what you get here

This is not a blog which expresses instant opinions on current events. It rather uses incidents, books (old and new), links and papers as jumping-off points for some reflections about our social endeavours.
So old posts are as good as new! And lots of useful links!

Wednesday, January 18, 2012

Some typical Bucharest encounters

Some typical Bucharest experiences in the first 24 hours.
Paying bills – first for flat administration, always 2 months in arrears and in inscrutable handwritten notes with all the memory complications this involves – 75 euros for 2 months in our case (water, heating, common facilities (incl. cleaning, lifts and concierge).
Then for 3 months cable TV (10 euros a month); and internet (ditto).
It was the latter (Vodaphone) which caused the most stress. Their shops are superbly equipped – but often abominably managed by youngsters who are simply incapable of putting themselves in their customers’ shoes (and this also goes for their managers). When you are enter, you see a row of desks/counters scattered casually to left and right. If you are particularly observant, you will see, on your left, a machine with multiple choices - one of which you are supposed to punch to get a numbered ticket. That’s not as easy as it sounds since it offers about 6 choices and you have to understand what, for example, a personal legal entity is! I was, however, looking to solve a problem with my internet contract (out of the country for 3 months, disconnected and facing surcharges) . I could see an “internet” label and was duly presented with a number. Trouble was that only one of the 7 desks I could see was displaying electronic numbers and, when I approached desks for clarification, I got no real help. “We’ll call out the numbers” one guy said – but, of course, this was done in Romanian and not all distinctly.
After a 10 minutes’ wait and a second rebuttal from the only desk which was managing to deal with customers, I asked to see the manager to whom I suggested some more (customer) effective management systems. “Look, I said, these two desks have been tied up for the last 15 minutes with customers buying hardware. Why don’t you have a desk which deals with customer queries?” “And how on earth am I supposed to understand to go when I come in – with only one of the 4 desks being manned actually dsiplaying its electronic numbers?”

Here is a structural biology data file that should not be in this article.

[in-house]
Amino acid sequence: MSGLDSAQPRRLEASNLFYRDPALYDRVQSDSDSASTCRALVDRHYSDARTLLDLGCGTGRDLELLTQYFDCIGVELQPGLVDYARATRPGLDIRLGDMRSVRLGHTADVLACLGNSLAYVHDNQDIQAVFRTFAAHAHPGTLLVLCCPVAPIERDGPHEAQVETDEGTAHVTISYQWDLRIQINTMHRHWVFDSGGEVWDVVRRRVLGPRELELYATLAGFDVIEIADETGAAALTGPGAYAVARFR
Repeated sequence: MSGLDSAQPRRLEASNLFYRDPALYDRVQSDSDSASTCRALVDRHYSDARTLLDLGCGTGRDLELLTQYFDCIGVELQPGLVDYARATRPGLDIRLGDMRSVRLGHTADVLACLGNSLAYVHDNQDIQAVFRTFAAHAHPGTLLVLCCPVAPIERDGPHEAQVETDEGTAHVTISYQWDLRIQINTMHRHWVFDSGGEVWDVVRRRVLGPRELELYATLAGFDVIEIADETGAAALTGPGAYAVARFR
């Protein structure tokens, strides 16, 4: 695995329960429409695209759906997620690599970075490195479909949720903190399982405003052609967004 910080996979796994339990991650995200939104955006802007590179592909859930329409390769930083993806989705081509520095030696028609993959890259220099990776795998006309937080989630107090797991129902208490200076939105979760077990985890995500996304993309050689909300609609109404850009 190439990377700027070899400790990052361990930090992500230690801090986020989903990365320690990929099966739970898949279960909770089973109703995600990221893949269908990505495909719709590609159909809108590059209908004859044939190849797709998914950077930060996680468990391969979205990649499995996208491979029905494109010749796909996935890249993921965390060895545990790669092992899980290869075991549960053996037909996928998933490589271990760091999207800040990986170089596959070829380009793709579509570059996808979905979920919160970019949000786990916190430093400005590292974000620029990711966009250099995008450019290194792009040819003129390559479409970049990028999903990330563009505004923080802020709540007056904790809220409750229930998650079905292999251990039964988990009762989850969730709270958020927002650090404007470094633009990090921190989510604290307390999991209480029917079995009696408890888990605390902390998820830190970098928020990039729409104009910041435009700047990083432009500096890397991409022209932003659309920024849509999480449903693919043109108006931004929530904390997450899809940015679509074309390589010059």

After a philosophical discussion about the difference between management and efficiency, the guy confessed that they paid no attention to customer waiting time. “But”, I protested, “we customers do!”

This was clearly a Pauline moment in the 30- year old manager’s life. “You may well have a point”, he conceded, “I will talk to my staff”. I have to remember this is the country of Ionesco!
He offered no personal help for my simple query – and I departed with a strong warning that I was a disgruntled customer who would now write a formal letter of complaint to the Vodaphone management.
At another branch (Bvd Magheru), I had a much more helpful reception – and was led to understand that (a) I had (in the usual smallprint) signed a contract which rolled over automatically after the year’s expiry; (b) it could not be cancelled until I paid the outstanding charges (20 euros); and (c) that a facility was now available to allow me to buy a monthly prepaid card for only 10 euros a month.
What a contrast! Hats off to that Magheru guy!

In between this, I stumbled first on a small art gallery which, at last, seems to cater for my taste here in Romania – with quite a few Bessarabian painters at similar prices to the Bulgarian galleries (the ratio has generally been 5-1)
And, then, in the Carturesti bookshop, a back collection of London Review of Books; and Times Literary Supplements! Enough to make a guy like me climax! I emerged with 10 of them – and will be back for more.
And I also came away with a superb bilingual edition of TS Eliot poetry – the last part of which covers The Four Quartets.

In between all this, I dropped in to see the hard-core of the demonstrators still demanding, at Piata Universitate, the government;s resignation - after the victory of the (Palestinian) Deputy- State Secretary of Health who had resigned in protest last week after the attempt to privatise the emergency service system he had put in place and had been managing for the past 20 years. It is quite amazing that that thousands of ordinary Romanian citizens in 40 cities turned out spontaneously to support him!

By the way, when I tried to give the reference to Ionescu. I learned that Wikipedia are on srike for a day in order to draw our attention to the threat to internet freedom from a bill currently being considered by the American Congress. A very good tactic by Wikipedia - bringing home to us how much we depend on this spontaneous system! For more on the serious implications of the Bill see here.

Memory corner.
Some great US winter paintings from a century ago at this great painting blog; and, as I head to Transylvania at the weekend, an old post about the traditional farming system there.

No comments:

Post a Comment